Safety issues during a seizure
Although many people who witness a seizure fear that the person may be harmed by the event, the risk of brain damage or death from a seizure is low. Following a first seizure, the highest risk of having a recurrence is during the three months after the first seizure, although it can sometimes be much longer between the first and second seizure.
Following a seizure, the doctor will make recommendations in relation to driving, the use of dangerous machinery, working above ground level and general safety issues. The advice will be based on the person’s medical assessment.
Where there is a risk of a seizure, people are advised to swim with a companion or observer who is capable of rescuing them. Showers are recommended instead of baths and special care should be taken when using hot water or anything that can cause burns. Turning on the cold tap first in the shower, bath or basin and lowering the temperature of the hot water service are good safety hints for any home. Risks are minimised by following the recommended treatment plans and ensuring that accurate first aid information is available to those who might need it.
Seizure first aid
If you are with someone who has a tonic clonic seizure, you should try to:
- Stay calm and remain with the person.
- Time the seizure from the beginning until it has ended.
- Protect the person from injury – remove any hard objects that are near the person in preference to moving the person.
- Place something soft under their head and loosen any tight clothing at the neck.
- Gently roll the person onto their side as soon as it is possible to do so and firmly push the angle of the jaw forward to assist with breathing. A person cannot ‘swallow their tongue’, but the tongue can move back to cause a serious blockage to breathing. Establish communication with the person so you know they have regained consciousness.
- Reassure the person and minimise embarrassment during recovery.
- Stay with them until they recover – this may range from five to 20 minutes or longer.
- Force anything into their mouth
- Restrain the person unless they are in danger
- Give pills, food or drink until recovery is complete.
If the person having a seizure is in a wheelchair
If the seizure occurs when the person is in a wheelchair, car seat or stroller, leave the person seated as long as they are secure and safely strapped in. Support their head until the seizure has ended. Sometimes they may need to be taken out of the chair at the end of the seizure, for example, if the airway is blocked or they need to sleep.
If there is food, water or vomit in their mouth, remove the person from their seat and roll them onto their side immediately. If it is not possible to move them, continue to support the person’s head to ensure it does not tilt backward and remove the contents of the mouth when the seizure is over.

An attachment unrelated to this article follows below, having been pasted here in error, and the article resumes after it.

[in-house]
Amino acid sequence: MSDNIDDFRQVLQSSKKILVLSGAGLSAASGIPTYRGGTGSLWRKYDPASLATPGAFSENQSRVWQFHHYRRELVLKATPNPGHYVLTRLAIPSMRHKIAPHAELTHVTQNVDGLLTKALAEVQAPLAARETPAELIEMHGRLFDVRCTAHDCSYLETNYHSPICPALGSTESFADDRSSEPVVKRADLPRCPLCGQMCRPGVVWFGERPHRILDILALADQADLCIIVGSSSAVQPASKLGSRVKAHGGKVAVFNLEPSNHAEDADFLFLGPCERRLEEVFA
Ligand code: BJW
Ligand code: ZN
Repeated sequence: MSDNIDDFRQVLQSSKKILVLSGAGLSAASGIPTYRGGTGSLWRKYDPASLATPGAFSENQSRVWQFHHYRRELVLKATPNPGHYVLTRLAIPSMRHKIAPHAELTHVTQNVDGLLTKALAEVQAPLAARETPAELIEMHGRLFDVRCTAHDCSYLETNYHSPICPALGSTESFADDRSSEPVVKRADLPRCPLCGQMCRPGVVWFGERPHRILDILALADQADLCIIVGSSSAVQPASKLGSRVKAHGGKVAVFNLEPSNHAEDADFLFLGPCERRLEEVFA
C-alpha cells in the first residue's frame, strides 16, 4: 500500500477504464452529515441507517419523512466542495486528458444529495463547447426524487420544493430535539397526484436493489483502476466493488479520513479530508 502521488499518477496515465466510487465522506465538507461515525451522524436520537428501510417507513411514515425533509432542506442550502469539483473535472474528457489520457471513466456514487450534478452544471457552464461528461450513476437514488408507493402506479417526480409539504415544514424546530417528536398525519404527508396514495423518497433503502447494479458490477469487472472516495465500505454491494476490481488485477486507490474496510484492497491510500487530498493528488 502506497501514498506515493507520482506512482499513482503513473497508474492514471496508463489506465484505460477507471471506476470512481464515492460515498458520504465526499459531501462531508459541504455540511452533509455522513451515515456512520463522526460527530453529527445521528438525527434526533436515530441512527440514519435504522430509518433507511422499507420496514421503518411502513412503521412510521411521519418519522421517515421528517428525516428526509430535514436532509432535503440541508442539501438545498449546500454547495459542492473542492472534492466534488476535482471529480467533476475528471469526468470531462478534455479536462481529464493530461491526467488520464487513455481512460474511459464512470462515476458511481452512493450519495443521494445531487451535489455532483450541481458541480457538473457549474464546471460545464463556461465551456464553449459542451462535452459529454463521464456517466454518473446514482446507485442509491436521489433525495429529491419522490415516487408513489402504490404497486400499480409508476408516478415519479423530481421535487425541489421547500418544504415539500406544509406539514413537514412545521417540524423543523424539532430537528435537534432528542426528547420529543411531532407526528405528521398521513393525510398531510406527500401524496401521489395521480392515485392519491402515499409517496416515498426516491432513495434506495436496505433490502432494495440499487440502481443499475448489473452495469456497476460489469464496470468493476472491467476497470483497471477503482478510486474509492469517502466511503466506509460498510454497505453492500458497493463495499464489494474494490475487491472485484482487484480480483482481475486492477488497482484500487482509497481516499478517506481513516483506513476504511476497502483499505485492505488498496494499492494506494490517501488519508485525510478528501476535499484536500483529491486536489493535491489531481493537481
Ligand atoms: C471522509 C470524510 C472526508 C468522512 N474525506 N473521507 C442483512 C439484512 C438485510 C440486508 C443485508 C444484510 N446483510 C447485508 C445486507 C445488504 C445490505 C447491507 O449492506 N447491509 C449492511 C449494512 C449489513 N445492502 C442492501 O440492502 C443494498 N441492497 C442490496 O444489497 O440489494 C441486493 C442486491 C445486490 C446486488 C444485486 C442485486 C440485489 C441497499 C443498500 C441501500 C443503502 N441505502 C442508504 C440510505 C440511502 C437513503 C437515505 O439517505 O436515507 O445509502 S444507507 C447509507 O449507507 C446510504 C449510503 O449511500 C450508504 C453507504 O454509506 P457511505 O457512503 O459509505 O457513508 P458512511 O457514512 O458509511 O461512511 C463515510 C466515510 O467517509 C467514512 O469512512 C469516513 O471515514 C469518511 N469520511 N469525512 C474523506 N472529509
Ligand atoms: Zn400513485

If the person having a seizure is in water
If the seizure occurs in water, support the person in the water with their head tilted so it stays above the surface. When jerking stops, remove the person from the water and check to see if they are breathing. If they are not breathing, start CPR immediately, then call an ambulance.
Even if the person appears to be fully recovered, you should still call an ambulance. The person should have a full medical check-up as inhaling water can cause lung or heart damage. The person should not continue with swimming or water sports that day, even if they appear to be fully recovered.
You may need to call an ambulance
You should call triple zero (000) to call an ambulance if:
- The seizure lasts for five or more minutes or a second seizure quickly follows the first
- The person is not conscious within five minutes of the seizure stopping
- The person does not fully recover after the seizure or has trouble breathing
- The seizure occurs in water
- The person is injured
- The person is pregnant
- You believe it is the person’s first seizure or you do not know – this applies regardless of how long the seizure lasts
- You are in doubt.
First aid for all other types of seizures
Call an ambulance for any type of seizure lasting five minutes or longer, unless you have that person’s epilepsy management plan that gives other instructions.
Where to get help
- Your doctor
- In an emergency, call triple zero (000)
- Epilepsy Foundation of Victoria Tel. (03) 8809 0600
- Epilepsy Helpline Tel. 1300 852 853
Things to remember
- A seizure is a sudden disruption to normal brain activity, which causes unusual movements, odd feelings, changed behaviour or impaired consciousness.
- Many people will only ever have one seizure, but at least 30 percent will go on to have more seizures and be diagnosed with epilepsy.
- The cause, seizure type and treatment vary from person to person.
- If any seizure lasts for five minutes or longer, or you believe it is the person’s first seizure, call triple zero (000) for an ambulance, unless that person has an epilepsy management plan that gives you other instructions.
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This page has been produced in consultation with and approved by:
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Epilepsy Foundation of Victoria Incorporated
Last reviewed: February 2013